CLEARWATER — Seventeen years after she had first been diagnosed with age-related macular degeneration, Winnie Betteley's vision had become so poor she no longer could watch TV, solve crossword puzzles, play cards — or even recognize her friends' faces.
But Betteley, a widow whose children all live out of state, insisted on her independence. After she was declared legally blind in 2007, she went to school to learn the skills she needed to remain in her Clearwater condo.
Still, she hated having to wait until close friends and neighbors spoke so she could recognize them. Magnifying devices and special high-powered lamps helped for a time, but otherwise doctors had nothing to offer her.
Until last year.
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Age-related macular degeneration (AMD) is the leading cause of vision loss and legal blindness in Americans over 50. It affects central vision and the ability to see faces, read, write, drive or do close work such as sewing and cooking. According to the National Eye Institute, about 15 million people have some form of AMD; nearly 2 million of them have significant vision loss.
There are two types of AMD: wet and dry. The wet form is caused by leaky blood vessels that grow under the retina. It can be treated with lasers and injectable medications. The dry form, which Betteley has, is more common and helped only by magnifying devices.
In both types, the macula, the center portion of the retina, becomes damaged, causing a central blind spot. Where someone with normal vision would see a face, an AMD patient would see a blurred or blacked-out area.
Betteley, 87, could see well enough to navigate familiar places like her immediate neighborhood. Otherwise, said son-in-law, Merle Hanna, "She was lost."
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Today, that's slowly changing as Betteley adjusts to a tiny telescope that has been implanted in her right eye, a fairly new product offered through the CentraSight program. The device magnifies images one normally would perceive through the retina and projects them to the healthy part of the eye.
Betteley received her implant last June at the Sarasota Memorial Cape Surgery Center. If you look closely, you can see it in the center of her right eye. Smaller than a pea, she says she can't feel it — but she can see its effects.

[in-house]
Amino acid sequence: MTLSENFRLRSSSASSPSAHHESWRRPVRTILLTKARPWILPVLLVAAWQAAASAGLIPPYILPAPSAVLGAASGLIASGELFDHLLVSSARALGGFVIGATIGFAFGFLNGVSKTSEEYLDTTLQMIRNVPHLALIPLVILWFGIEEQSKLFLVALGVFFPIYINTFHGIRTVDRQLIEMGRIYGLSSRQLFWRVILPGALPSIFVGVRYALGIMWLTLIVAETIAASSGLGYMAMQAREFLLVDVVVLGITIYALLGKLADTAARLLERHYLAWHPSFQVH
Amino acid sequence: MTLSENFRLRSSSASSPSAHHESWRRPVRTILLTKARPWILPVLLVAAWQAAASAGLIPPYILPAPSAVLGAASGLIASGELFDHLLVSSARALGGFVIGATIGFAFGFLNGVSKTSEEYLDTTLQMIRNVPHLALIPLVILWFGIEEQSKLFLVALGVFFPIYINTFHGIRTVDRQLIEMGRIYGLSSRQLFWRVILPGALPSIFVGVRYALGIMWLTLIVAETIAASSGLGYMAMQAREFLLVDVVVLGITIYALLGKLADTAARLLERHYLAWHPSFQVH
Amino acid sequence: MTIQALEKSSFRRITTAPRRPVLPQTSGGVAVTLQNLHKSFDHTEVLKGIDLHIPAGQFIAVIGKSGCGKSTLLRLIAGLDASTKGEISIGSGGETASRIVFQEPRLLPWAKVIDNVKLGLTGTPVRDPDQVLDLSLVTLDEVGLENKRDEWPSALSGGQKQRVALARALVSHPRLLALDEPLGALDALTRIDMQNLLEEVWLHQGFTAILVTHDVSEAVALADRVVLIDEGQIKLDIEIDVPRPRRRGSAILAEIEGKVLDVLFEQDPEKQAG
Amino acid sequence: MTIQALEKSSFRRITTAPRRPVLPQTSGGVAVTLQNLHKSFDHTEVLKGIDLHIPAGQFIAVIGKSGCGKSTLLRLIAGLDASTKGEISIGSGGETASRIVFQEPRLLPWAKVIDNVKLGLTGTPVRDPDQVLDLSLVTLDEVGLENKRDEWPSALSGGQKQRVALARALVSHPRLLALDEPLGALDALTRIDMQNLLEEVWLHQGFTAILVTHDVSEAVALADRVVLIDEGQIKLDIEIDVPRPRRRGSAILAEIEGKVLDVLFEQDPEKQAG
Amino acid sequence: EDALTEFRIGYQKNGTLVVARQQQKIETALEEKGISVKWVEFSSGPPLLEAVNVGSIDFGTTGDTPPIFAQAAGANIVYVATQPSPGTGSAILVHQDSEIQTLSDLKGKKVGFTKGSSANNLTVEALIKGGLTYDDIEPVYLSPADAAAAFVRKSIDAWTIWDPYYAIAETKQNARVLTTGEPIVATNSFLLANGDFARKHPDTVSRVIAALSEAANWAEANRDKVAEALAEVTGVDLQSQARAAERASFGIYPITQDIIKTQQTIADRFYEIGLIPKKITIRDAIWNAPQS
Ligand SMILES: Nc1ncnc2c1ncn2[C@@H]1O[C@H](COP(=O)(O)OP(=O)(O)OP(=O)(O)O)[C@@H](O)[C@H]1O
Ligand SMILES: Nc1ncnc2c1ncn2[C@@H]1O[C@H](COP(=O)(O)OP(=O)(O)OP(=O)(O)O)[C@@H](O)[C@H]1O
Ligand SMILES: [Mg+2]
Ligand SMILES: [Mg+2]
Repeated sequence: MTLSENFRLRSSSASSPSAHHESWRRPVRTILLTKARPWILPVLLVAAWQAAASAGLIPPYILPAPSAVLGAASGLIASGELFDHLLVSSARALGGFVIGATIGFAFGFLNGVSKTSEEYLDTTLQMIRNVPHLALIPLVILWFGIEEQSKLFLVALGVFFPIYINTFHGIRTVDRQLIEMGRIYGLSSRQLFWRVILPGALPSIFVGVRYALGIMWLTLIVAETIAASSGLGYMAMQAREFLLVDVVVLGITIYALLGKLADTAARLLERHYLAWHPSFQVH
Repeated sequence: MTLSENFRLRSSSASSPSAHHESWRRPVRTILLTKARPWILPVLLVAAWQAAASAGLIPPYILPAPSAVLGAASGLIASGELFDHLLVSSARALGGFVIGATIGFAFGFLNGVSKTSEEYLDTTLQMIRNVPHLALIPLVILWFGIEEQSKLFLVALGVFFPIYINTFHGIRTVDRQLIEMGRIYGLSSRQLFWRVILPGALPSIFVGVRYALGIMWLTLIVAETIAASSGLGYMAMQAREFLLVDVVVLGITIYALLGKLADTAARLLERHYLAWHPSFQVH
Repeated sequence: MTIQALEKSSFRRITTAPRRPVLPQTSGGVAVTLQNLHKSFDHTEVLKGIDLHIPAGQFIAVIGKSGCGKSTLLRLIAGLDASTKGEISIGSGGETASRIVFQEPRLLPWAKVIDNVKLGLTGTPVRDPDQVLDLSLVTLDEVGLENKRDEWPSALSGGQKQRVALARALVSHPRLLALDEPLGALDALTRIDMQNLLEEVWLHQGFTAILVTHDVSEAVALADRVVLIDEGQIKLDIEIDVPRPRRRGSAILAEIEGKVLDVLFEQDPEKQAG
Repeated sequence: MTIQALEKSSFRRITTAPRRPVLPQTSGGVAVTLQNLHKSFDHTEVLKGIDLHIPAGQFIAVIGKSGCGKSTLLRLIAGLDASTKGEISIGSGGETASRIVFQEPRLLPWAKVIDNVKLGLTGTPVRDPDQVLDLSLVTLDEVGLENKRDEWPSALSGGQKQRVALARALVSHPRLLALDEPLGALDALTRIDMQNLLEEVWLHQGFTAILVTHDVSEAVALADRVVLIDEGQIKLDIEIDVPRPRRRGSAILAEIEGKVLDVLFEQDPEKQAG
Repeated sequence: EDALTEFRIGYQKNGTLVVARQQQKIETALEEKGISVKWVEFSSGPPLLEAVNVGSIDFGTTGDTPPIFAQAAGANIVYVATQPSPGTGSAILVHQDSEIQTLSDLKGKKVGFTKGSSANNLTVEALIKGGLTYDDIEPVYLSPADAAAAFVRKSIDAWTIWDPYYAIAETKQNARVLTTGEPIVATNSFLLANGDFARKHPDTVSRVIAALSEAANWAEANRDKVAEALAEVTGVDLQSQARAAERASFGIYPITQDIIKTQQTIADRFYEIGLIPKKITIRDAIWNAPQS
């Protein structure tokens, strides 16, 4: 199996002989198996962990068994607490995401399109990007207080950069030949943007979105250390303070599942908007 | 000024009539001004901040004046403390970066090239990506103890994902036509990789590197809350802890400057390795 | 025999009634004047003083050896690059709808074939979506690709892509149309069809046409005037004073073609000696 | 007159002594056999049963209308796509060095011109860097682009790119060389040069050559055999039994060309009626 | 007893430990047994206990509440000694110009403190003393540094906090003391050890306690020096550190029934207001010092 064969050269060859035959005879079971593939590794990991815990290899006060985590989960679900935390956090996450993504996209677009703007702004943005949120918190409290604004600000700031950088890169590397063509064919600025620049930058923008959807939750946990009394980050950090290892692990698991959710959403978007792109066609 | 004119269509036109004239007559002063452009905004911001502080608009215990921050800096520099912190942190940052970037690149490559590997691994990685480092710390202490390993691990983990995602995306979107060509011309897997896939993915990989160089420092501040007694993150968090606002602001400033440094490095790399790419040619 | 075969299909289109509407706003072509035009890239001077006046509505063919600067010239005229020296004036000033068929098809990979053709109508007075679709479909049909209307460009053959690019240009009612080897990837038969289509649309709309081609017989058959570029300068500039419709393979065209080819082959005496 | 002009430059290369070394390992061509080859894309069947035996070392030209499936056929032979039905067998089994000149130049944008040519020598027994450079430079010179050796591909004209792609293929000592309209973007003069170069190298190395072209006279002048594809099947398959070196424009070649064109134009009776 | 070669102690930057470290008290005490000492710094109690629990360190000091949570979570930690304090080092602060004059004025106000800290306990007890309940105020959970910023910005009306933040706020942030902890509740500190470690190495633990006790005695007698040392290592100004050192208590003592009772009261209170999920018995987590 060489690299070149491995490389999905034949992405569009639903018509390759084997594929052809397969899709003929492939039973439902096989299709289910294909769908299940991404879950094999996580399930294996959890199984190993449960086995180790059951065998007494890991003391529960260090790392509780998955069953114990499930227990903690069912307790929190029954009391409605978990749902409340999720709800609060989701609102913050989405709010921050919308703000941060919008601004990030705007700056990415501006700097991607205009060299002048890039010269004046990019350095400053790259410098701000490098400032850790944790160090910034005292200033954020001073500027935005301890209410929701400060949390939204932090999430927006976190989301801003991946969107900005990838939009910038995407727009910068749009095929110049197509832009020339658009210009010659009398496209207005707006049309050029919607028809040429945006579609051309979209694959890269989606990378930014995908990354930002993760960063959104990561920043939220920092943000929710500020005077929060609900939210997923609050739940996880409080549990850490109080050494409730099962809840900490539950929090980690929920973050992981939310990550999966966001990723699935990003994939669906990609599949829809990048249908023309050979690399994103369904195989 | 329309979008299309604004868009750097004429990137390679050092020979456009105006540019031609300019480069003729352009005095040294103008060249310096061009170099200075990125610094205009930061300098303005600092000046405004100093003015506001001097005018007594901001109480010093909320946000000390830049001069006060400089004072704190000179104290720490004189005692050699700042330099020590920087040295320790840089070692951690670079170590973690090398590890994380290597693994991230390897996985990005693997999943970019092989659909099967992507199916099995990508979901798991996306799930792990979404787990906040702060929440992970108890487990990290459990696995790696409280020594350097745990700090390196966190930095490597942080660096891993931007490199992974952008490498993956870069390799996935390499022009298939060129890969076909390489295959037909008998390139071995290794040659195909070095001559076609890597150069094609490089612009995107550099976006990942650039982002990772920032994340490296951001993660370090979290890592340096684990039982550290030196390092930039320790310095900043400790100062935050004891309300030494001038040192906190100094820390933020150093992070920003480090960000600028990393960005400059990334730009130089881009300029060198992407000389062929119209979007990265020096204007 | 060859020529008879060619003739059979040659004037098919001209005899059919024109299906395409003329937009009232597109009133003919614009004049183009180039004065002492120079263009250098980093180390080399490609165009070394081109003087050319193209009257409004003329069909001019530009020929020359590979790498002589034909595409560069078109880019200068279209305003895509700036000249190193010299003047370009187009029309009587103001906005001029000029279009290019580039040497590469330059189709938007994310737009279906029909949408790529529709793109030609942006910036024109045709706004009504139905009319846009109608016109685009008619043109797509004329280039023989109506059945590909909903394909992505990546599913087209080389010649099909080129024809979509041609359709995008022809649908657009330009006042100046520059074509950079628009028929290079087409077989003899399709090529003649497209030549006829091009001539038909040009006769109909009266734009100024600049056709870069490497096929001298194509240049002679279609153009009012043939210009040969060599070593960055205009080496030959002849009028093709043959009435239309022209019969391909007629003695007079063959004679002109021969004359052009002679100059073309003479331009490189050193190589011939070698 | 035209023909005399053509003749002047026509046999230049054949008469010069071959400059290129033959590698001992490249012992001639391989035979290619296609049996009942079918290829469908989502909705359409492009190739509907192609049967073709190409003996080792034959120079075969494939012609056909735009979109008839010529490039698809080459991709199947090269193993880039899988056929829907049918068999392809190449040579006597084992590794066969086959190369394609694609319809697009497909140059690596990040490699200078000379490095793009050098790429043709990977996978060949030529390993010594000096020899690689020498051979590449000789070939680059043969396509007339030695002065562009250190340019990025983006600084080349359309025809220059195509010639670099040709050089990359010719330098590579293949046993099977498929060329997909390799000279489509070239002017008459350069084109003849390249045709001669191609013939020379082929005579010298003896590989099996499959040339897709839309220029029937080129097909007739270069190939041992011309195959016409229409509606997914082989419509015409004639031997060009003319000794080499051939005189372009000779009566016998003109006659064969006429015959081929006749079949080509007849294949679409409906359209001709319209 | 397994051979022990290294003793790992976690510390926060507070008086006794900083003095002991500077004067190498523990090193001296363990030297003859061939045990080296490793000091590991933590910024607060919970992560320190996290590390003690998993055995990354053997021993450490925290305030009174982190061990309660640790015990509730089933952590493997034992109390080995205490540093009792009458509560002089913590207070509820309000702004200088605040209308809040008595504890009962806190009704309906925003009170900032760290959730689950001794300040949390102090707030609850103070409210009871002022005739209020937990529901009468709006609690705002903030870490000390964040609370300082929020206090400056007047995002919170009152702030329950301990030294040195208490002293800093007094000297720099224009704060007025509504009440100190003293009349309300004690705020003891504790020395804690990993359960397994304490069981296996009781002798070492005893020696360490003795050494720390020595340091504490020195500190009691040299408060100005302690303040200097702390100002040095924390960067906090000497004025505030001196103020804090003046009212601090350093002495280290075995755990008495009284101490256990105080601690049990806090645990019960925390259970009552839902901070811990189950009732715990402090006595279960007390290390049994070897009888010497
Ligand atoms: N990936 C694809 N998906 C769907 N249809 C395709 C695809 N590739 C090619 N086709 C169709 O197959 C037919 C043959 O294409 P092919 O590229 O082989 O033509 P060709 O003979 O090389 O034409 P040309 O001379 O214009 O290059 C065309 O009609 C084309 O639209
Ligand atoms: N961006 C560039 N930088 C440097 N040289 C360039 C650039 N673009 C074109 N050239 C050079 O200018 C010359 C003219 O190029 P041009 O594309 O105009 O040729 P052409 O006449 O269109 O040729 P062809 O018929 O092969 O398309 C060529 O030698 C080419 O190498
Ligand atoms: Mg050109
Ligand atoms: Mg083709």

"It is radically different from anything we've ever put in the eye," said Dr. Marc Levy, a neuro-ophthalmologist at the Sarasota Retina Institute. He was involved in the early testing of the device and has implanted 11 of them so far, including Betteley's.
The cost is about $19,000, including doctor and surgery facility fees, and is covered by Medicare. Candidates must have the dry form of AMD, be at least 75 years old, have severe vision impairment in both eyes and meet other requirements.
They also must be willing to put in the work required.
After the hourlong procedure, patients spend weeks learning how to see again. The implanted eye becomes the source of central vision and the untreated eye is used for peripheral vision.
Results are mixed. Some patients eventually regain the ability to read with magnification, though that hasn't been the case for Betteley. Levy says vision continues to improve for about nine months after surgery.
"At first vision is blurry, then the images come into focus and they are brighter and larger," he said, "It takes patience and hard work for (the implant) to work for you. Depth perception is off. So you have to relearn how to see and do things, like pour a cup of coffee."
Though approved by the FDA in 2010, the device, manufactured by VisionCare Ophthalmic Technologies Inc. of Saratoga, Calif., is gradually becoming available locally.
Dr. Brian Madow, an assistant professor in the College of Medicine at USF Health, hopes to offer it in Tampa soon.
"It's not perfect, but it gives patients enough vision improvement that their quality of life improves, they regain some independence and it gives them more hope," he said.
The patient-selection process is rigorous and can take months. It takes a specially trained, multidisciplinary medical team to evaluate, treat and rehabilitate patients. Efforts are under way to loosen the age requirement, as some people with AMD lose their vision in their 50s and 60s.
Betteley says she notices improvement every day, though she still can't read, play cards or drive — state law forbids anyone from driving with the aid of a telescope.
But with her increased ability to get around, and enjoy her friends and her life, she's not disappointed. "I'm delighted and amazed that I can see the TV,'' she said. "It used to be just a black spot.''
Contact Irene Maher at firstname.lastname@example.org.